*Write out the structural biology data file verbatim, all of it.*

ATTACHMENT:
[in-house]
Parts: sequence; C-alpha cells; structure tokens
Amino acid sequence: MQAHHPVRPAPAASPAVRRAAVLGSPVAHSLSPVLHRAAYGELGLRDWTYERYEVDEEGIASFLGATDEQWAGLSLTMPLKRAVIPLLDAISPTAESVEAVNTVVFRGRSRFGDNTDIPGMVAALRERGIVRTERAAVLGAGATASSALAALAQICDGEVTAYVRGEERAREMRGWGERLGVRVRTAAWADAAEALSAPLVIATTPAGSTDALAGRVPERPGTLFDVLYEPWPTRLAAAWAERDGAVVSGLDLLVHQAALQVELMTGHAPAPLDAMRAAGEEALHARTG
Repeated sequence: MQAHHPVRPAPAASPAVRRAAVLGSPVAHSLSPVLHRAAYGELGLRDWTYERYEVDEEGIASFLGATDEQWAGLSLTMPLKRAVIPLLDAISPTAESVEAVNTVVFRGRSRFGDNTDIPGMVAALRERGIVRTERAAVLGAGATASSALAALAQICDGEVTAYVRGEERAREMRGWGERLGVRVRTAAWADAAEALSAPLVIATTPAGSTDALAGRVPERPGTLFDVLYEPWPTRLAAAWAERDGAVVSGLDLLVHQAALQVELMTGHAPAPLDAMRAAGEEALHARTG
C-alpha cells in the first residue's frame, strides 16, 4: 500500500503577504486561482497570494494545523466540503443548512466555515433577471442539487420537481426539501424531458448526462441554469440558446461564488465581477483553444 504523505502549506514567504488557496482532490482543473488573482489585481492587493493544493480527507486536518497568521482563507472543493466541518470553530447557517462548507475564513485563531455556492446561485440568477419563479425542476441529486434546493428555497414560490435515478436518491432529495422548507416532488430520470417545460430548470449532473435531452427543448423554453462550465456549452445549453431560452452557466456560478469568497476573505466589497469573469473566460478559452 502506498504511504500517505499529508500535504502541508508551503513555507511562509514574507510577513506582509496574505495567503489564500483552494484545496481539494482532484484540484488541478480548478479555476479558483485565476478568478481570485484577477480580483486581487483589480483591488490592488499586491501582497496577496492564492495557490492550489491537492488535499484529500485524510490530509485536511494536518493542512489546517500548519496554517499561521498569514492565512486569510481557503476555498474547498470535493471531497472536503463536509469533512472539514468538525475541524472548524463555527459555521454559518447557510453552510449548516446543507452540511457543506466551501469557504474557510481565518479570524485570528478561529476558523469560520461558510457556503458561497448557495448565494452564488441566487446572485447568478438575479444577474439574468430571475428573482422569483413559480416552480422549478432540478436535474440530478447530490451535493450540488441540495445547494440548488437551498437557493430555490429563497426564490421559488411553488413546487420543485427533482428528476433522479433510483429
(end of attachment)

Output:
[in-house]
Parts: sequence; C-alpha cells; structure tokens
Amino acid sequence: MQAHHPVRPAPAASPAVRRAAVLGSPVAHSLSPVLHRAAYGELGLRDWTYERYEVDEEGIASFLGATDEQWAGLSLTMPLKRAVIPLLDAISPTAESVEAVNTVVFRGRSRFGDNTDIPGMVAALRERGIVRTERAAVLGAGATASSALAALAQICDGEVTAYVRGEERAREMRGWGERLGVRVRTAAWADAAEALSAPLVIATTPAGSTDALAGRVPERPGTLFDVLYEPWPTRLAAAWAERDGAVVSGLDLLVHQAALQVELMTGHAPAPLDAMRAAGEEALHARTG
Repeated sequence: MQAHHPVRPAPAASPAVRRAAVLGSPVAHSLSPVLHRAAYGELGLRDWTYERYEVDEEGIASFLGATDEQWAGLSLTMPLKRAVIPLLDAISPTAESVEAVNTVVFRGRSRFGDNTDIPGMVAALRERGIVRTERAAVLGAGATASSALAALAQICDGEVTAYVRGEERAREMRGWGERLGVRVRTAAWADAAEALSAPLVIATTPAGSTDALAGRVPERPGTLFDVLYEPWPTRLAAAWAERDGAVVSGLDLLVHQAALQVELMTGHAPAPLDAMRAAGEEALHARTG
C-alpha cells in the first residue's frame, strides 16, 4: 500500500503577504486561482497570494494545523466540503443548512466555515433577471442539487420537481426539501424531458448526462441554469440558446461564488465581477483553444 504523505502549506514567504488557496482532490482543473488573482489585481492587493493544493480527507486536518497568521482563507472543493466541518470553530447557517462548507475564513485563531455556492446561485440568477419563479425542476441529486434546493428555497414560490435515478436518491432529495422548507416532488430520470417545460430548470449532473435531452427543448423554453462550465456549452445549453431560452452557466456560478469568497476573505466589497469573469473566460478559452 502506498504511504500517505499529508500535504502541508508551503513555507511562509514574507510577513506582509496574505495567503489564500483552494484545496481539494482532484484540484488541478480548478479555476479558483485565476478568478481570485484577477480580483486581487483589480483591488490592488499586491501582497496577496492564492495557490492550489491537492488535499484529500485524510490530509485536511494536518493542512489546517500548519496554517499561521498569514492565512486569510481557503476555498474547498470535493471531497472536503463536509469533512472539514468538525475541524472548524463555527459555521454559518447557510453552510449548516446543507452540511457543506466551501469557504474557510481565518479570524485570528478561529476558523469560520461558510457556503458561497448557495448565494452564488441566487446572485447568478438575479444577474439574468430571475428573482422569483413559480416552480422549478432540478436535474440530478447530490451535493450540488441540495445547494440548488437551498437557493430555490429563497426564490421559488411553488413546487420543485427533482428528476433522479433510483429